I will be sharing some of my hikes with very brief descriptions, total mileage and a few of my favorite photos. They are in no particular order – and for this post, I will start with my hike up Pemetic Mountain. I mentioned this hike in a recent post but did not go into detail about the hike itself. I call it my “forever hike.” Since it took me much less time than I thought to complete the out and back hike up Pemetic, I extended the outing to include the South Bubble Summit! As I was coming down the home stretch along Jordan Pond, I was definitely ready to get back to the Airstream and put my feet up!
Mount Desert Island was originally inhabited by members of the Wabanaki Confederation – including the Passamaquoddy and Penobscot Tribes. The island was named Pemetic by these native peoples. I’ve heard different interpretations of the anglicized meaning of this word – including “range of mountains” and “sloping land.” Pemetic Mountain is referenced a number of times in the “Pathmakers” report I mention above, and hiking to its summit is recorded in a passage from an interesting guidebook that was published in 1867 from articles written by Clara Barnes Martin. Apparently, she traveled to the island in 1866 and, from her journal excerpts, the trip was published as a series of weekly columns for the Portland Transcript. Later, the works were compiled into a guidebook available for tourists to the island.
Between 1910 and 1911, residents from Seal Harbor got together and purchased over 3,600 acres of land that included Pemetic Mountain, Cadillac Mountain and The Triad. This land was later donated to the Hancock County Trustees of Public Reservations – an organization established by prominent island citizens to preserve lands for public use. Acadia National Park was eventually created – by piecemeal – due to this individual effort to purchase and donate large tracts of land for “perpetual use of the public.”
The Pemetic Mountain South Ridge hike was a spectacular surprise. I often seek hikes that are less popular (which translates to less people!) and had read that this was a gem. I can substantiate that claim unequivocally. It remains one of my favorite hikes so far this summer. I started the hike at the Jordon Pond boat launch parking lot. (Tip: In the height of the summer season, get there before 10 am to be assured a parking spot – or better yet, take the free shuttle bus!) From the parking lot, I accessed the Jordon Pond Trail heading east along the south end of the lake until it intersected with the Bubble Brook Trail. The Bubble Brook Trail then crossed the Park Loop Road and brought me to the junction with the Pemetic South Ridge Trail. The Pemetic South Ridge Trail rose steadily through the fir/spruce/pine forest eventually breaking out onto granite rock ledges and I traversed this rocky ridge to the summit. The vistas from this trail are amazing! The day I hiked the trail was quite possibly the windiest day of the summer thus far, and I felt like I would be blown off the mountain! This is a moderate “up and back” hike, and I extended it by hiking around the east side of Jordan Pond and up the Bubbles Trail to the South Bubble summit and the famous Bubble Rock. It made for a 9-mile hike overall. One of my longest and most memorable hikes this summer.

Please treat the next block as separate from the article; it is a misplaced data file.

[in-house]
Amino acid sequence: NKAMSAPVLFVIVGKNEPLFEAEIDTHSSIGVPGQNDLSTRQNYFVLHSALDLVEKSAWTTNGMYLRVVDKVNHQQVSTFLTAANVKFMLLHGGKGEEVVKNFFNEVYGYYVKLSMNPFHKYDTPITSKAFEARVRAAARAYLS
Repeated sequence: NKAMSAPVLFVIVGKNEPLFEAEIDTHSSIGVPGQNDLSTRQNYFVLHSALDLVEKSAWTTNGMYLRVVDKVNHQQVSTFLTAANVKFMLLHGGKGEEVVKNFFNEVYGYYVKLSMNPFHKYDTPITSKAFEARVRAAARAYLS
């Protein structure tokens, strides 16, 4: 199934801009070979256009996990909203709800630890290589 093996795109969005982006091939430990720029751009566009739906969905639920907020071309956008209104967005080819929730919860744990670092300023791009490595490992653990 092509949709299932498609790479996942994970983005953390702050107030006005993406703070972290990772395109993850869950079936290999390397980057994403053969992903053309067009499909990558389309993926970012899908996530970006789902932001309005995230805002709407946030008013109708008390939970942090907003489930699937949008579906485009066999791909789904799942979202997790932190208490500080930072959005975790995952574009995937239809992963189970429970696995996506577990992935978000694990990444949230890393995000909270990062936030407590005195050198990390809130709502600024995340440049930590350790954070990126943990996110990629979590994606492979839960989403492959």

Stayed tuned for short posts on other hiking adventures – with a little history interspersed for interest!